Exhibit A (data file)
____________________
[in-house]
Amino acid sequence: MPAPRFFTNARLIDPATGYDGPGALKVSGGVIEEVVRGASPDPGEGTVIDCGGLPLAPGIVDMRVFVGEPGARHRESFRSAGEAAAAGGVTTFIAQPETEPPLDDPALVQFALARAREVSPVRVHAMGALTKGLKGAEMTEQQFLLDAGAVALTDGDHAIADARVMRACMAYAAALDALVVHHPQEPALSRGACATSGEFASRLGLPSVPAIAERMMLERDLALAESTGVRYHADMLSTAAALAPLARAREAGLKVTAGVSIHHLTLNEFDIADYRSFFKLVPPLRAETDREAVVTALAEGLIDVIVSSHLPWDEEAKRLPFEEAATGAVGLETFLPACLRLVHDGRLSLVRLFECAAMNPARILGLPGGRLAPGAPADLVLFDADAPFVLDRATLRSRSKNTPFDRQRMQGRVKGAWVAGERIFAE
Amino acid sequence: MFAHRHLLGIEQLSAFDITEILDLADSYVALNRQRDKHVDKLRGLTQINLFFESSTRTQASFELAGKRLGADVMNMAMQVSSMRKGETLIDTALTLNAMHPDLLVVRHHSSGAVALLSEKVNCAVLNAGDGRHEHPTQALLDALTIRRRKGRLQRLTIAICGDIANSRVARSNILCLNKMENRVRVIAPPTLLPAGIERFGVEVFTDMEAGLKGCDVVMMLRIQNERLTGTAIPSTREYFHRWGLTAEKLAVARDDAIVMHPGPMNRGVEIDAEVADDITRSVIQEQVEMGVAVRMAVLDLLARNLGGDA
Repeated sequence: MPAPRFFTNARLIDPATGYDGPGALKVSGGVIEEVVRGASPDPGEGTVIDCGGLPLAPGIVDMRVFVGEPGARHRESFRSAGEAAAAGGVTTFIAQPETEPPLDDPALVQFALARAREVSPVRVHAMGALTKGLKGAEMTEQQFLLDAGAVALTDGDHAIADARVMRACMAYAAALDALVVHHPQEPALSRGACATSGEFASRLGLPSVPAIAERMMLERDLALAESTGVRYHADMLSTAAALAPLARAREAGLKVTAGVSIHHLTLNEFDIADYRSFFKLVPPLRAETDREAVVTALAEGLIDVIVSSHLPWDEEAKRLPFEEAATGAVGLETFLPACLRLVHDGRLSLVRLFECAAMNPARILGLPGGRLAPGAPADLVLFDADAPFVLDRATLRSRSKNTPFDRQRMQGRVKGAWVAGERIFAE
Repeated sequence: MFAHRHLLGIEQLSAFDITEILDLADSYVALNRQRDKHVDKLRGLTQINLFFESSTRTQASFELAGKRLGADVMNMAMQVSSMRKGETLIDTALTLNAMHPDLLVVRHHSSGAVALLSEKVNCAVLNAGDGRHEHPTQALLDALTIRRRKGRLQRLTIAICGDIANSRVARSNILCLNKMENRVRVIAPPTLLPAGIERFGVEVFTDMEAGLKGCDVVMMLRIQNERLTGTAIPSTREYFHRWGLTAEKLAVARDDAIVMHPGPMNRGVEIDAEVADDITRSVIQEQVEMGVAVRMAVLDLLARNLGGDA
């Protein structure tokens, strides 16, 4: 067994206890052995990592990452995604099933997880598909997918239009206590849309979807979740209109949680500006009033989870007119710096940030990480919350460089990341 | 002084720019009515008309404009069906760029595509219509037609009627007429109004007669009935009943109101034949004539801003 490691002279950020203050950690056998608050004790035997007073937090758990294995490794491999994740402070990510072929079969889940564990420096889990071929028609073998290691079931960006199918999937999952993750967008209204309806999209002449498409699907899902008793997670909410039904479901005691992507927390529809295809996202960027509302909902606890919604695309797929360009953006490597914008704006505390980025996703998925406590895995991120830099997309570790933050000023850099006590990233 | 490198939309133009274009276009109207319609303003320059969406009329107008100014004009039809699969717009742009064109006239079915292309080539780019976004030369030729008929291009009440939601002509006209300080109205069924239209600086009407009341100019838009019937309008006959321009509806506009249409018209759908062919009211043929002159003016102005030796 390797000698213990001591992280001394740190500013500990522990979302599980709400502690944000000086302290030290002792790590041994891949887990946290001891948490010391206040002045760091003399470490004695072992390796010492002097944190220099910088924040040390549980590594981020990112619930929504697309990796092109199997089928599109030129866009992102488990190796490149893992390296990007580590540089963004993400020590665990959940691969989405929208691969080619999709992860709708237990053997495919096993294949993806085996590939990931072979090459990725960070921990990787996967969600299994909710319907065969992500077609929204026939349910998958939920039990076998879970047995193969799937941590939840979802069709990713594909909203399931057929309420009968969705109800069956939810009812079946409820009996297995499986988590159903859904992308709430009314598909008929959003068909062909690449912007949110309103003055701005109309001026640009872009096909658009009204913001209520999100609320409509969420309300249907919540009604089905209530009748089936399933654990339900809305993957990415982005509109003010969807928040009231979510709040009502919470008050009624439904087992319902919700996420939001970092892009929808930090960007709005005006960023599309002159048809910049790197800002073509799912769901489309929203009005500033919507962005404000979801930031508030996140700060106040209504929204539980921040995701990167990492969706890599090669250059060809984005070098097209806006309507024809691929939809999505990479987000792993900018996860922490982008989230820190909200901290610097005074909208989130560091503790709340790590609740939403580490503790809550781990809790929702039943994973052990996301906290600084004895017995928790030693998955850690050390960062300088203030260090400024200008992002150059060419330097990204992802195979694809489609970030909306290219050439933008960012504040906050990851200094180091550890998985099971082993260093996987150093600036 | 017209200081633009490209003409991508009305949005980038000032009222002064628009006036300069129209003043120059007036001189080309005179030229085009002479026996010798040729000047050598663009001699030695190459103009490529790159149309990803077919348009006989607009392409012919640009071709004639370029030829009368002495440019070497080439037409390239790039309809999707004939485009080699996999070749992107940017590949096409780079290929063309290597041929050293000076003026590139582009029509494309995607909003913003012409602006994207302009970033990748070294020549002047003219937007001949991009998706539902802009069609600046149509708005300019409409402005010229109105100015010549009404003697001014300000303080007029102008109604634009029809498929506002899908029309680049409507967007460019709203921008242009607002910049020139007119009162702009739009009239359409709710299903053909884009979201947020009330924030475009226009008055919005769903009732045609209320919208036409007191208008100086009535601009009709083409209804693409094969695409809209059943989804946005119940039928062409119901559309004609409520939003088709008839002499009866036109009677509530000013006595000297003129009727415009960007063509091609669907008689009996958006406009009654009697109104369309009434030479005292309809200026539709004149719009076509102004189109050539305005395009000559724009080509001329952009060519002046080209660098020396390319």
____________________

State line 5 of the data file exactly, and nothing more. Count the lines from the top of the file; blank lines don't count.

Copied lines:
Repeated sequence: MFAHRHLLGIEQLSAFDITEILDLADSYVALNRQRDKHVDKLRGLTQINLFFESSTRTQASFELAGKRLGADVMNMAMQVSSMRKGETLIDTALTLNAMHPDLLVVRHHSSGAVALLSEKVNCAVLNAGDGRHEHPTQALLDALTIRRRKGRLQRLTIAICGDIANSRVARSNILCLNKMENRVRVIAPPTLLPAGIERFGVEVFTDMEAGLKGCDVVMMLRIQNERLTGTAIPSTREYFHRWGLTAEKLAVARDDAIVMHPGPMNRGVEIDAEVADDITRSVIQEQVEMGVAVRMAVLDLLARNLGGDA